In a substantially increased prize-pool from previous years, the New Zealand Post Book of the Year Award winner received $15,000. Winners of the four Category Awards each received $10,000 and the People’s Choice Award winner $5,000.
Monday, 30 August 2010
To enable us to open up the new southbound Newmarket Viaduct, we will be closing the Southern Motorway, southbound, between Gillies Ave and Greenlane for a period of up to 36 hours. This necessary closure will take place from 5pm on Saturday September 4, meaning the motorway will remain closed, southbound, throughout Sunday September 5. When the motorway reopens in time for Monday morning, southbound traffic will travel across the first half of the new Newmarket Viaduct.
The closure will cause significant disruption throughout central Auckland, as up to 60,000 vehicles are re-routed through local roads. Therefore we advise all motorists to only travel by car if it is really necessary over this period, particularly on the Sunday.
Should you need to travel by car, please consult the detour maps. These detours will provide you with the best travel option to key destination points, however delays are inevitable. Your best bet on this Fathers day is to either switch your mode of transport, or keep it very local.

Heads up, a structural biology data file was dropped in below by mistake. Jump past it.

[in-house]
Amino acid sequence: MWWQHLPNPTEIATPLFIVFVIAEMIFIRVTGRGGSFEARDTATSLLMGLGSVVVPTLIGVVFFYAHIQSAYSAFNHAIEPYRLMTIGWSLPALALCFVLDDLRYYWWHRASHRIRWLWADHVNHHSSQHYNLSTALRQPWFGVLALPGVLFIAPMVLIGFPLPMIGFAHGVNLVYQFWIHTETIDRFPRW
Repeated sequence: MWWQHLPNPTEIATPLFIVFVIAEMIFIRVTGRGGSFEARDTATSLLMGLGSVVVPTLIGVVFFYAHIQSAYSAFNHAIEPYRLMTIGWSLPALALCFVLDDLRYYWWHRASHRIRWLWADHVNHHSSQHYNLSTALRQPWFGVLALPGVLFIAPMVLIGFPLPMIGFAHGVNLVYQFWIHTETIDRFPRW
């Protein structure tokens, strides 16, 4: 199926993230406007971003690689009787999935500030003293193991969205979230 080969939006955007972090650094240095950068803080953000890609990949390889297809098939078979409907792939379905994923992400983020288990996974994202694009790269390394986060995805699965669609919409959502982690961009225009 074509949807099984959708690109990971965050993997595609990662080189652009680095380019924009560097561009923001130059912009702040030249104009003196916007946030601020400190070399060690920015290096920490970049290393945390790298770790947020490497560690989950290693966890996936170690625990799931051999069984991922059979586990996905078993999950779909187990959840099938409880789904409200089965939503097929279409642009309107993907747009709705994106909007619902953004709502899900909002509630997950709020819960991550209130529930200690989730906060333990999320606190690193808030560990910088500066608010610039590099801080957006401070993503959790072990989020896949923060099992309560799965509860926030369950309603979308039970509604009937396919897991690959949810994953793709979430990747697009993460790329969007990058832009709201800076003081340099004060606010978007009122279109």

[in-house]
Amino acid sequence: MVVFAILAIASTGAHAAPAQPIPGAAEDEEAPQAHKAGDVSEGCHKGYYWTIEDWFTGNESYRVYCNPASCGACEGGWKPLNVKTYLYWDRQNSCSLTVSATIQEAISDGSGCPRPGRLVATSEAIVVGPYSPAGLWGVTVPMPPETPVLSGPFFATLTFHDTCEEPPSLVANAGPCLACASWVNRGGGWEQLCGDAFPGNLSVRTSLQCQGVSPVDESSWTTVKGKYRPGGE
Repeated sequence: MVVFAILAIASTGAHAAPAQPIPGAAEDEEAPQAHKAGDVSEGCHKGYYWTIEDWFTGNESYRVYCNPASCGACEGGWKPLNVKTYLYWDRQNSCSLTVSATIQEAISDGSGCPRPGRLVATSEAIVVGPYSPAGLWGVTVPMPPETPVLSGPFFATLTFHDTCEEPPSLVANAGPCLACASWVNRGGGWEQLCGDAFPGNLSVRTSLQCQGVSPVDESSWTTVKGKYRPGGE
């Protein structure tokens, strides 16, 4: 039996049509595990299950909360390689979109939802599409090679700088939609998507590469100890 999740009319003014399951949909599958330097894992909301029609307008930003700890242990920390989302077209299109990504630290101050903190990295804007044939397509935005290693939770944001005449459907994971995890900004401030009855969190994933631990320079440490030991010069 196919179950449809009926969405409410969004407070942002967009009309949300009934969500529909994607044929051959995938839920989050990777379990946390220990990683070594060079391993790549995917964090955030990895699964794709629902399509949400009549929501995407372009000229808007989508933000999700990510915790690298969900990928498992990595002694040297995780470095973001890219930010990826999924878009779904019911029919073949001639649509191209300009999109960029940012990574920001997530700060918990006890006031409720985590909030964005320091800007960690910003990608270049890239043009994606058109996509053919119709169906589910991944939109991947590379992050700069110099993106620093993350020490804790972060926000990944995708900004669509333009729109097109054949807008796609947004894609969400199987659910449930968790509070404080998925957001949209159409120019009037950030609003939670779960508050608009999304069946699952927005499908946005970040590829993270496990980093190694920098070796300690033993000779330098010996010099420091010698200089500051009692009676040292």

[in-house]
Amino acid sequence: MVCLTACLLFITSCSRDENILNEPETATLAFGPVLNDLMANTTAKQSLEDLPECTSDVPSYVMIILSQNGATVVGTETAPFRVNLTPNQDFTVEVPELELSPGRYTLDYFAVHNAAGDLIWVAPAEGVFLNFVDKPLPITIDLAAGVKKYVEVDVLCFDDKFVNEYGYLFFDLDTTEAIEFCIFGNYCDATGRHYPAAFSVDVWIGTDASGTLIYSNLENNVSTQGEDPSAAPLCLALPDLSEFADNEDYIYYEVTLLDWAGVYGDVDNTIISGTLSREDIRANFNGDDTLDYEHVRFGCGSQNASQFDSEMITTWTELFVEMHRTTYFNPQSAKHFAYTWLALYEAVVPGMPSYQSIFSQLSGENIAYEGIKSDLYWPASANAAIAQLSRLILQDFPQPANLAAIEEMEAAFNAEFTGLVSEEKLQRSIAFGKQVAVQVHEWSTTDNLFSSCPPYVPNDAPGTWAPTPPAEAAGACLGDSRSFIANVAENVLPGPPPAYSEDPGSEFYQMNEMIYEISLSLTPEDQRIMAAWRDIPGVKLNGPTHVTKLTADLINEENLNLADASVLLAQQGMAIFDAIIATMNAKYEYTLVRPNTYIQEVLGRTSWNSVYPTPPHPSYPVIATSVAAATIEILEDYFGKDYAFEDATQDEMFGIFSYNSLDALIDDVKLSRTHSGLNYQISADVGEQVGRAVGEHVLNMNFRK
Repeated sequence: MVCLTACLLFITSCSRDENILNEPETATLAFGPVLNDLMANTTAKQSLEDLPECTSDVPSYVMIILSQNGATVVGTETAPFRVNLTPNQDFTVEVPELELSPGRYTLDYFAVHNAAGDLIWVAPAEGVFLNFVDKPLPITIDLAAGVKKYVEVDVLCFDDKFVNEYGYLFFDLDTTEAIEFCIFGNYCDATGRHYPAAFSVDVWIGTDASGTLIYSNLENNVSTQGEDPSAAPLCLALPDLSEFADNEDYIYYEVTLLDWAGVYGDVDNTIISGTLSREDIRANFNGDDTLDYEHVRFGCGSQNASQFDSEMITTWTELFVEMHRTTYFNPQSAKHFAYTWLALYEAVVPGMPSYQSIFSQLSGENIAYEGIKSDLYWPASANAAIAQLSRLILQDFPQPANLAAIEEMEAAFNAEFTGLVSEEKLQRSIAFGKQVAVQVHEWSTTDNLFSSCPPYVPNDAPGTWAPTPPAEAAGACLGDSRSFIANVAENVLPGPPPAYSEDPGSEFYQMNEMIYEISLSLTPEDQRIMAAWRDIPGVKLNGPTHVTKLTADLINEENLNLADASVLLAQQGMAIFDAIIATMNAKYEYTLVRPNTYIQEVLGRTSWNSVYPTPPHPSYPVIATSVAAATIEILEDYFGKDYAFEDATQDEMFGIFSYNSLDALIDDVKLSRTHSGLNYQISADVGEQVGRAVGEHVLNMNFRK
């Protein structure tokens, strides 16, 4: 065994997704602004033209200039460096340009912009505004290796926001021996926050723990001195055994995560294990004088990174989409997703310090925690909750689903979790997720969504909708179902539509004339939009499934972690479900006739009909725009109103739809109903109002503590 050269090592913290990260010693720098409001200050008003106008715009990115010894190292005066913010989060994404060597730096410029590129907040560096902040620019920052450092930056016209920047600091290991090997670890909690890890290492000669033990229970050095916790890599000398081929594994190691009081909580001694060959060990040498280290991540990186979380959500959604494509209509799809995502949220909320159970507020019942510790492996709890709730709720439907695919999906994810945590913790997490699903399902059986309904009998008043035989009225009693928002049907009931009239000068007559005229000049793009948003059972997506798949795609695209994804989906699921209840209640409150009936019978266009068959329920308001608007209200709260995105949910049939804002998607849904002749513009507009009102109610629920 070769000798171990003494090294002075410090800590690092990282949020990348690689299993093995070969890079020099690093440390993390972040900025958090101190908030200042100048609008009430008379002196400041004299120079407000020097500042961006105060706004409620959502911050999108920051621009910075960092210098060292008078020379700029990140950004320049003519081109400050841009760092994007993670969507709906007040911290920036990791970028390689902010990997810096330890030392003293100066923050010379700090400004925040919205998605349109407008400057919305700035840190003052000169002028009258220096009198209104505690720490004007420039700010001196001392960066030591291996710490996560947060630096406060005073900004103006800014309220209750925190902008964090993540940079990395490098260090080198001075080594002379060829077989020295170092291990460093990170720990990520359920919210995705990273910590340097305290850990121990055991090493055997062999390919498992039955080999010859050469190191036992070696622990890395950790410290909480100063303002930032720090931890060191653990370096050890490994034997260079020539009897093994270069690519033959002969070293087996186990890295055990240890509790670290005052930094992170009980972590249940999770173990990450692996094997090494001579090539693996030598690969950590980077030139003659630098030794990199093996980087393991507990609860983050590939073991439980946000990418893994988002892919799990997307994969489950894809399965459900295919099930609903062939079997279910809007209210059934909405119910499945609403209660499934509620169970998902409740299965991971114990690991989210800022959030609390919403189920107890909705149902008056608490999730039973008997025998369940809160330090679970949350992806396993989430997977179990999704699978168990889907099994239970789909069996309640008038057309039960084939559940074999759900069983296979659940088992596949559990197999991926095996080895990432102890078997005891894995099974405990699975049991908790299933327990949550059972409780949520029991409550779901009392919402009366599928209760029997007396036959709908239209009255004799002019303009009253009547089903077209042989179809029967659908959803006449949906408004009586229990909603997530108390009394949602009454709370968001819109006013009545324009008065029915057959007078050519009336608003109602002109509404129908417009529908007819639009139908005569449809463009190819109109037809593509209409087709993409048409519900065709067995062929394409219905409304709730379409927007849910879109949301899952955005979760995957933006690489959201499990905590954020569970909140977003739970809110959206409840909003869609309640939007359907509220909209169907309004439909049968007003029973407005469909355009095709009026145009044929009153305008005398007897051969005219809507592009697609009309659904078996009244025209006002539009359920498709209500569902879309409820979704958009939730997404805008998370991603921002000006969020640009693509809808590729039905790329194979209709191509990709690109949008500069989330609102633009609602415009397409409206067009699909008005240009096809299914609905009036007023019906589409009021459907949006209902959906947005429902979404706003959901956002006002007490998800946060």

Thank you for your cooperation. This single weekend closure and opening of the new bridge will allow us to open the fourth southbound lane from the city to Greenlane by early 2011, reducing journey times and peak hour frustrations for regular commuters, and providing an improved driving experience for all."
Friday, 27 August 2010
- Lance Armstrong. Regardless of the drug debate and his cycling career, there is no doubt that Lance Armstrong fought and survived cancer and is today the inspirational figurehead of the Live Strong organisation. His books It's not about the bike, Every second counts and Live strong are all worthy and inspiring reads to start the list. There are also plenty of other biographies of those who have fought cancer.
- My Sister's Keeper - Jodi Picoult. There is a huge amount of fiction on our shelves dealing with cancer battles, the impact of the battle on family and friends and how people cope. This is one of the most high profile and one of Jodi's best. This is the story of how a family is ripped apart by the battle to keep one child alive . It was last year made into a successful movie.